"OF WHAT use therefore do we gain when we malign this country to stop investors from coming here, is this patriotism and nationalism?" asks Right Reverend Dr. Yaw Frimpong-Manson, Moderator of the Presbyterian Church of Ghana.
According to him, over the last two months that he has visited countries including the United Kingdom, Japan and Korea, some Ghanaians in those countries gave him a bleak and disturbing account of Ghana, which he believes puts the country on the spot.
Some of these Ghanaians, he said based their reports on news stories and messages, which were posted on the Internet by their fellow Ghanaians, back home.
The Moderator made these comments when he and his family hosted two staff of the PCG, Messrs G.B.K. Owusu and Sam Tarno, Public Relations Officer and Estate Officer who were both retiring after several years of dedicated and selfless services to God and the Church.
Dr. Frimpong-Manson noted that as the country enters the threshold of its 50th anniversary, it was incumbent on the media to turn a new leaf to have what he described as a new look since that would sell Ghana positively to the outside world, stressing "if you think bad news can fetch you sales, don't forget the evil consequence it might create".
He however cautioned, "we don't want a repetition of what happened in Liberia, Rwanda, Sierra Leone and the Democratic Republic of Congo".
Though the country has chalked some successes after five decades of independence, he believes that in any a critical analysis of achievements, Ghana as a country would be found wanting.
Over the years, he emphasised that there have been an outpouring of jaundiced criticisms on the media for not being accurate, objective, balanced and fair in their reportage.
Whiles appreciating the fact that some of these allegations may be true, he indicated that others may be fallacious.
That notwithstanding, he mentioned, "what is important therefore is to re-examine our performance and make amends".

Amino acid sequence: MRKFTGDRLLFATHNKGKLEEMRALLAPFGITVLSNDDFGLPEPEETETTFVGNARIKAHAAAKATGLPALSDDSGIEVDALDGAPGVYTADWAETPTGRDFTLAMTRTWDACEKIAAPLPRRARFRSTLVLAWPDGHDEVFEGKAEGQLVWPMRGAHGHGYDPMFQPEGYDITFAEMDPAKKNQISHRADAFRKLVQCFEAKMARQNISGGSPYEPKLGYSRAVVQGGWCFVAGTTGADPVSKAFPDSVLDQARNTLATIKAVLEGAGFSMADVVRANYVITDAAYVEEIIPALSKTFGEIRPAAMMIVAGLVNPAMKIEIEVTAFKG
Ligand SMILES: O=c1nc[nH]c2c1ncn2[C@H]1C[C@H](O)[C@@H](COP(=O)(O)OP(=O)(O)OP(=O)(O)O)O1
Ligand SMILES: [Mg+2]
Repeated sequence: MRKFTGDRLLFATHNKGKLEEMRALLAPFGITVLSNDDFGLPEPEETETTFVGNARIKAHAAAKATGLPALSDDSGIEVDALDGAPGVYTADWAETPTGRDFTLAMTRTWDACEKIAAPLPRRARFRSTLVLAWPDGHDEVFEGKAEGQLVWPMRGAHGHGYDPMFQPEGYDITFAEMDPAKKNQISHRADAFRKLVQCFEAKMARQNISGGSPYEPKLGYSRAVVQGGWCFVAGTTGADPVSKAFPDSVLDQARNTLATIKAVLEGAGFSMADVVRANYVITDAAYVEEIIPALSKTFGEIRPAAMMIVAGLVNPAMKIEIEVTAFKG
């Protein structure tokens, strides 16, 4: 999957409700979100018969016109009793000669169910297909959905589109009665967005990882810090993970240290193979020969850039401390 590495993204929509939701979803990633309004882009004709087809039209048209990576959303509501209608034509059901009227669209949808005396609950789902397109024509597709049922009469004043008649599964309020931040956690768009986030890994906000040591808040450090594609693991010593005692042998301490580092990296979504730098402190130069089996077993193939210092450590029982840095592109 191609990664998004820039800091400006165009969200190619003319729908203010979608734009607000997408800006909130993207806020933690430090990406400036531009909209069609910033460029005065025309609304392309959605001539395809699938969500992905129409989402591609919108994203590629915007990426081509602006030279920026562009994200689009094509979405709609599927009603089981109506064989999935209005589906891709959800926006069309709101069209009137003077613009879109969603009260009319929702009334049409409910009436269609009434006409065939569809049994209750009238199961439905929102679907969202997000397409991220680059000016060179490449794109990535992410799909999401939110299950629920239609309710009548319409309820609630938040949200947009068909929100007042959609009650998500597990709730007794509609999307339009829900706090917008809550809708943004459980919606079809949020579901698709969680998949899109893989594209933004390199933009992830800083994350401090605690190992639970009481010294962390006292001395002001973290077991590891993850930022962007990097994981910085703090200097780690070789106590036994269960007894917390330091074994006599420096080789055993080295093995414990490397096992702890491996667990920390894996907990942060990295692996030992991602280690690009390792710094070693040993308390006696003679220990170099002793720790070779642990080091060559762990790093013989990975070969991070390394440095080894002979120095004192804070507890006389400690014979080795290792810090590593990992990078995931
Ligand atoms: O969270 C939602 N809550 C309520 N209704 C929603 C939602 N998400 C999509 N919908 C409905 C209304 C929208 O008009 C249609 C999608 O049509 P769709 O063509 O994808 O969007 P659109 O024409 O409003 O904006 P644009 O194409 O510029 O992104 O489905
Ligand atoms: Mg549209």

"My personal observation on the media are that they seem to be defocused from realities of the country's problems" stressing that "the country's problems are legion but the vital ones are the economy, corruption, unemployment and unity". If these are tackled with alacrity and care, the Moderator said Ghana as a country could move faster than it is now.
In this regard, he threw an open challenge for the media to concentrate on issues that would unite the country instead of dividing it, warning "remember that as media practitioners what you write can bring blessing or doom hence you should stop beating war drums since it could plunge the nation into chaos.
On their parts, Messrs G.B.K. Owusu and Sam Tarnoh, expressed their individual appreciations to the media and all that helped in one way or the other to enable them discharge their duties satisfactorily.
Mr. Owusu, who has been in media and public relations practice for 40 years, with 34 years at the 'Christian Messenger' newspaper and six years as the fist Public Relations Officer, recalled that while in office, there had been moments full of trials, challenges and triumphs.
He expressed appreciation to all who through their individual contributions made his work a success story.
GBK challenged the media to live above reproach and advised that, "journalism they say is a thankless job but if you love the truth, defend the truth, stand by the truth and enable everybody to enjoy the truth, you will never be disappointed".